• Assisted over 56 critical access and rural hospitals in West Texas, with a 57% success rate of Meaningful Use attestation.
  • Helped bring over $11 million incentive dollars to health care providers in West Texas
  • Helping more than 69% of FQHCs in West Texas
  • Recently contracted with THSA to assist providers in West Texas in connecting to a HISP and sending DIRECT protocol secure email messages.
  • Currently under contract with HHSC to help connect providers and re-align the West Texas White Space by creating a Board of Advisors tasked with selecting the appropriate solution for the region.

Connect with WT-HITREC: Website | Facebook | Twitter

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Stage 2 Meaningful Use Guidelines: Texas Medicaid EHR Incentive Program

On September 4, 2012, CMS published a final rule that specifies the Stage 2 criteria that eligible professionals (EPs), eligible hospitals (EHs), and critical access hospitals (CAHs) must meet in order to continue to participate in the Medicare and Medicaid Electronic Health Record (EHR) Incentive Programs.

Below are the key points of interest regarding Stage 2.

I. Program Guidance: Stage 2 Start Dates

  • Eligible Hospitals (EHs): Fiscal Year 2014 (October 1, 2013)
  • Eligible Professionals (EPs): Calendar Year 2014 (January 1, 2014)

II. Program Guidance: Stage 1 and 2 Meaningful Use Stages, Timing, and Payments

The table below illustrates the progression of meaningful use stages from when a Medicaid provider begins participation in the program.

  • Year 1 : $21,250
  • Year 2 : $8500
  • Year 3 : $8500
  • Year 4 : $8500
  • Year 5 : $8500
  • Year 6 : $8500

Eligible providers may not start participation in the incentive program after 2016.

Skipping Years
Providers in the Medicaid EHR Incentive Program may skip participation years if they choose. The program ends in 2021, so if an EP starts in 2016 (the last year you can begin the program), that EP would need to participate in consecutive years if they want all six payments.

  • Skipping years is still allowed, but the EP would not receive all six payments.

Exclusions No Longer Count Toward Menu Objectives, With One Exception

Beginning in 2014, providers will no longer be permitted to count an exclusion toward the minimum number of five (Stage 1) or three (Stage 2) menu objectives on which they must report if there are other menu objectives which they can select. In other words, a provider cannot select a menu objective and claim an exclusion for it if there are other menu objectives they can meet.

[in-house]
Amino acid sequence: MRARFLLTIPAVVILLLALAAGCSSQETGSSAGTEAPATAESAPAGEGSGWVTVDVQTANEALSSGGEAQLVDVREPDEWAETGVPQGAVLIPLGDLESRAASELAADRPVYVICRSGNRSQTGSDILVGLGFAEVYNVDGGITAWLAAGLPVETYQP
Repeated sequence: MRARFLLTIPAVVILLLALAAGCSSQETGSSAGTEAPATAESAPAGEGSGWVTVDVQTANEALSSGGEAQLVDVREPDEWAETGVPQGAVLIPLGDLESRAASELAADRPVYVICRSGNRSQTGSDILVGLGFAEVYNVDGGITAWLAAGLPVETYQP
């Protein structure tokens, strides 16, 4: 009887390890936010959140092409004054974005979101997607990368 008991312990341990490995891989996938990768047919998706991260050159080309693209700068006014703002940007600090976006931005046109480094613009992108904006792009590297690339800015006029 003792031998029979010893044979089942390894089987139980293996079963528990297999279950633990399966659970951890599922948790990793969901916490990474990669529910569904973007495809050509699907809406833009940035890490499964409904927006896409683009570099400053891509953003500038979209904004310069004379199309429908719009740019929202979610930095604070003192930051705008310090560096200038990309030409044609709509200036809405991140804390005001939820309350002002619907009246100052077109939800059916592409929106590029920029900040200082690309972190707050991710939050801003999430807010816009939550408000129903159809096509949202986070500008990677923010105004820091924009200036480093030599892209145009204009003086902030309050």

They will not be penalized for claiming an exclusion if they would also qualify for the exclusions for all the remaining menu objectives.

III. Reporting Period for Meaningful Use

For 2014 ONLY: 90‐day Reporting Period for All Providers

All providers, regardless of their stage of meaningful use, are only required to demonstrate meaningful use for a 90‐day EHR reporting period. For the Medicaid EHR Incentive Program, this continuous 90‐day period can be selected from any point in the reporting year.

Beyond 2014: Reporting Period for Demonstrating Meaningful Use 

In the first year of reporting meaningful use, providers must demonstrate MU for a 90‐day reporting period. In subsequent years, providers will report meaningful use for a full year (an entire fiscal year for hospitals or an entire calendar year for EPs) except in 2014, which is described above.

IV. Meaningful Use (MU) Measures
Number of Core and Menu Measures for EPs and EHs
The total number of MU objectives remains the same in Stage 2. However, the number of required, or core, measures has increased, while the number of optional, or menu, measures has decreased:

 Eligible Professionals (EPs): 20 total
o 17 core objectives (from the original 15 in Stage 1)
o 3 of 6 menu objectives (5 of 10 in Stage 1)

 Eligible Hospitals (EHs) and Critical Access Hospitals (CAHs): 19 total
o 16 core objectives (from 14 in Stage 1)
o 3 of 6 menu objectives (5 of 10 in Stage 1)

Stage 2 MU Changes

  • Some Stage 1 objectives were either combined or eliminated for Stage 2.
  • Most of the Stage 1 menu objectives are now core objectives in Stage 2.
  • For many of the Stage 2 objectives, the threshold that providers must meet has been raised.

Eligible Professionals: MU Measures

Eligible Hospitals: MU Measures

V. Clinical Quality Measures (CQMs) for 2014 and Beyond

Beginning in 2014, the reporting of clinical quality measures (CQMs) will change for all providers.